I sat beside his bed on a chair, and started a light conversation to see how able he was in responding, and he actually did very well. As I was looking at him, I couldn't believe a person could be so bruised and broken and survive. He was just starting to tell me what happened, when I noticed everything go king of grey, then white!  At that point my body slumped over onto the bed beside him - unconscious. When I awoke, there were nurses staring down at me with smelling salts in their hands looking extremely worried asking if I was OK. I had good intentions of being there for Jake, but I am certain that he did not need me in the bed beside him. My mind recoiled the only way it could when I saw his pain - it shut down. (By the way, if someone gets hurt, they feel free to call, I've learned some ways to cope with this excessive capacity to identify)

Peter, in the passage we read also recoiled from suffering.. His reactions were gut reactions, not planned or anticipated. He reacted like most of us have reacted or continue to react to suffering.

To many of us, Peter's story sounds rather distant, it almost seems Peter displays a major flaw in his character here.  One minute he claims that he will be with Jesus his Lord and Master to the very end, even if it takes his life. A little later, as Jesus was being arrested, he takes out his sword, takes his life into his own hands as he chooses to fight the Roman Guard and takes an ear off of one of the high Priest's servants Malchus. A more dedicated follower could not be found among political leaders, one who in action displays every intention to lay his life on the line for the cause.

But Jesus response to Peter's violence with the sword stunned Peter. "Put your sword away! Shall I not drink the cup the Father has given to me?" In that moment, Jesus let his disciples know that the had chosen a pathway of suffering that shocked Peter to the very core of his being. Scriptures make it clear that even at this point, Peter, as well as the other disciples had difficulty understanding what Jesus was up to.

But Peter, with every good intention to identify with his master and friend to the very end choose to pursue the proceedings, with the help of another disciple who knew the high priest.  Peter worked his way into the High Priest's courtyard. There the girl on guard asked him, with a bit of a baiting question "You are not one of his disciples are you?" Her question anticipated a negative answer - and she got the answer she had looked for. "I am not."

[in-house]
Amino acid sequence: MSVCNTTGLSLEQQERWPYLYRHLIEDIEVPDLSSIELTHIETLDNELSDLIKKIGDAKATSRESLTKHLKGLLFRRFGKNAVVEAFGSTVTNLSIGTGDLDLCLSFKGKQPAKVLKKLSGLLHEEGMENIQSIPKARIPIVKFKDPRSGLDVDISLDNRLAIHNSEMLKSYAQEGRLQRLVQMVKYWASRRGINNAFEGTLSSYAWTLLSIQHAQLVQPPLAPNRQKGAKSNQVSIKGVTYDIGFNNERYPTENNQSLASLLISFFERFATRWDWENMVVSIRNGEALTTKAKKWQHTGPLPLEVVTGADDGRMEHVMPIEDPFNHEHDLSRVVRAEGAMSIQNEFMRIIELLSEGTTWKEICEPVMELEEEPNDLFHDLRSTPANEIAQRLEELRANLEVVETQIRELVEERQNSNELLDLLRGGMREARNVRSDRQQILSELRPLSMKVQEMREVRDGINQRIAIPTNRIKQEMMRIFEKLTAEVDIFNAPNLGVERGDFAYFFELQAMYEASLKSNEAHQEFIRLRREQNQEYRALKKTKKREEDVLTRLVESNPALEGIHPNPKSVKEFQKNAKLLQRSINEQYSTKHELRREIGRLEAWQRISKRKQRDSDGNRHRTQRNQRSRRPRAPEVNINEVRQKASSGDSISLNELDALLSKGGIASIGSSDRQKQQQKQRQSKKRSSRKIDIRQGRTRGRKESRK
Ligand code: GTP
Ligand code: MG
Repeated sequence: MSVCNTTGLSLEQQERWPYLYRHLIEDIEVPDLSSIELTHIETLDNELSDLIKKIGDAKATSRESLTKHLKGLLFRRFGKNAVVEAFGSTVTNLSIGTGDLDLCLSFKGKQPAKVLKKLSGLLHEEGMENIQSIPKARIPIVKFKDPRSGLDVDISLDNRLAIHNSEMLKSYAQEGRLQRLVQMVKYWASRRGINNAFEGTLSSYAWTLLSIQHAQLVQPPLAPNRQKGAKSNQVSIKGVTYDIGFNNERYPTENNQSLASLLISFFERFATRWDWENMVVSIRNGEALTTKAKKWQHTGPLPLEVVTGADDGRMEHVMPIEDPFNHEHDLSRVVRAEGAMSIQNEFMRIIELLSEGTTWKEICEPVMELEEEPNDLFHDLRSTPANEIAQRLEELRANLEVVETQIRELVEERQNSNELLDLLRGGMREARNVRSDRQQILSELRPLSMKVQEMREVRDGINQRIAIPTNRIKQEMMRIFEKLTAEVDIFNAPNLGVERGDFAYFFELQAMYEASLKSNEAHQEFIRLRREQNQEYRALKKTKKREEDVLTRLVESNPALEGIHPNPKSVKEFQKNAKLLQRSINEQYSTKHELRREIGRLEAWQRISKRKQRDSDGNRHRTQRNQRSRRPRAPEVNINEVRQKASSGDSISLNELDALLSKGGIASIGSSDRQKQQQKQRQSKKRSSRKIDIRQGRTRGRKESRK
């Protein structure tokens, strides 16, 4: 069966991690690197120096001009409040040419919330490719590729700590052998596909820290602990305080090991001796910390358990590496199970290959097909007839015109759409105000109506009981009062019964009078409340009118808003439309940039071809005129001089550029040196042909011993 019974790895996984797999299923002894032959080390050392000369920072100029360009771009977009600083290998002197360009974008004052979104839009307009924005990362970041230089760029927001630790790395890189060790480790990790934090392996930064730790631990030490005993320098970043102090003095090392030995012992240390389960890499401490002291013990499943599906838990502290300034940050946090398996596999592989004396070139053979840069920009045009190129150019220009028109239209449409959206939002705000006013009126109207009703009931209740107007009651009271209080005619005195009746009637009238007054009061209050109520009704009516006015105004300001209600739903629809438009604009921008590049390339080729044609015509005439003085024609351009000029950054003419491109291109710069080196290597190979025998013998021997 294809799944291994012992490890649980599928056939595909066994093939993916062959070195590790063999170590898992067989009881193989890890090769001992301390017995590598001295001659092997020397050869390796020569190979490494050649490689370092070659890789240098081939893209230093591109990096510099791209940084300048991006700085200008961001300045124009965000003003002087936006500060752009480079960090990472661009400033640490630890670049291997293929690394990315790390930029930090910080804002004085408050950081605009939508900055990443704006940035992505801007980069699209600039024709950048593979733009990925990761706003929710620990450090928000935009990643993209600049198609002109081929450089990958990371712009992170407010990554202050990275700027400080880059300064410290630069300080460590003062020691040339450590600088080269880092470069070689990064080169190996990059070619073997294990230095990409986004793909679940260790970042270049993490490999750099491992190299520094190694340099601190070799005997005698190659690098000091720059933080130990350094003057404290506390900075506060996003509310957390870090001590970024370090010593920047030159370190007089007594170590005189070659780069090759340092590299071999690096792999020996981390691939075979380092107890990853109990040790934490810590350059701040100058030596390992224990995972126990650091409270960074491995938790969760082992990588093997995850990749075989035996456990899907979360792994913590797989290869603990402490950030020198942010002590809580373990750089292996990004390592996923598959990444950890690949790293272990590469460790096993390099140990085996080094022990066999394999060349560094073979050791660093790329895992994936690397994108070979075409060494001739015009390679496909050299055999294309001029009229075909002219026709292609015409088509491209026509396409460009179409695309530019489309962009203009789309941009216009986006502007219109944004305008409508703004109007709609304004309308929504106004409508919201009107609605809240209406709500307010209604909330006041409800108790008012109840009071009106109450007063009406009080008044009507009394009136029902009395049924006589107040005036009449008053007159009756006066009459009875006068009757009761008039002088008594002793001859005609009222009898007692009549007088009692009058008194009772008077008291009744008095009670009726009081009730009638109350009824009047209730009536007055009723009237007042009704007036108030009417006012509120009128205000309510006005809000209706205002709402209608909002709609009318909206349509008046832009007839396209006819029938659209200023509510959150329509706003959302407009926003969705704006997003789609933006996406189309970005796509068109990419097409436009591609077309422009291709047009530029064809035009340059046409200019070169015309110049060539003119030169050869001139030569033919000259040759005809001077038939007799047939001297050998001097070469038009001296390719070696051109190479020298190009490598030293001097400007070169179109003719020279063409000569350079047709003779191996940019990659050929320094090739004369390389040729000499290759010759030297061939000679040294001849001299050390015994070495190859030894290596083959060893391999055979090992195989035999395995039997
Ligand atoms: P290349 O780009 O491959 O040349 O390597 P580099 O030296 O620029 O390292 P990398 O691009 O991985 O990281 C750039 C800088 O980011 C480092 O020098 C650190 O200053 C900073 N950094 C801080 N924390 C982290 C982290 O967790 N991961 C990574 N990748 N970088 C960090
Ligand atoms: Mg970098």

Why would Peter respond with that denial?

Answers could be given on many different levels.

Maybe Peter at some level did lack character and this was one of the ways he demonstrated it.

Scriptures point to the fact that Satan was sifting him.  Satan was separating the wheat from the chaff and Peter survived because of Christ's prayer on his behalf. That was definitely part of the dynamic.

But it appears that Peter to had a problem with recoil - recoiling from suffering. Up to that point in the garden where Jesus said "Shall I not drink the cup the Father has given to me?", Peter had conceived his future with Christ as one of glory, a new kingdom for Israel. And now he saw that the future held suffering for Jesus, his first response when asked whether he identified with that suffering was that he would have nothing to do with it..

You see, to identify with suffering, to come close to it, is on a certain level to bear it. To identify with suffering is to empathize with it, to be defiled by it. To identify with suffering is risky. To come close to suffering is to expose yourself to pain.  The experience of life teaches you that pain has a way of rubbing off on you.

Peter, when he realized that Christ was going to suffer was not so sure he wanted to suffer with him, his gut reaction was to preserve himself and not to identify with the one who was up front suffering.

As John writes it, Peter was asked a second time.  Again the suspicious questioner expected a negative answer "You are not one of his disciples, are you?" Again Peter answered "I am not." Then a third time, this time a relative of the man who almost lost his ear in the garden from Peter's sword, accused "Didn't I see you with him in the olive grove?" And a third time Peter denied that he was with him, the rooster crowed, and the other gospels tell us that Peter went out and wept bitterly. Three times, in the heat of the moment, to save his own skin, he denied his friend and master a partner in suffering. Jesus on that day would suffer alone.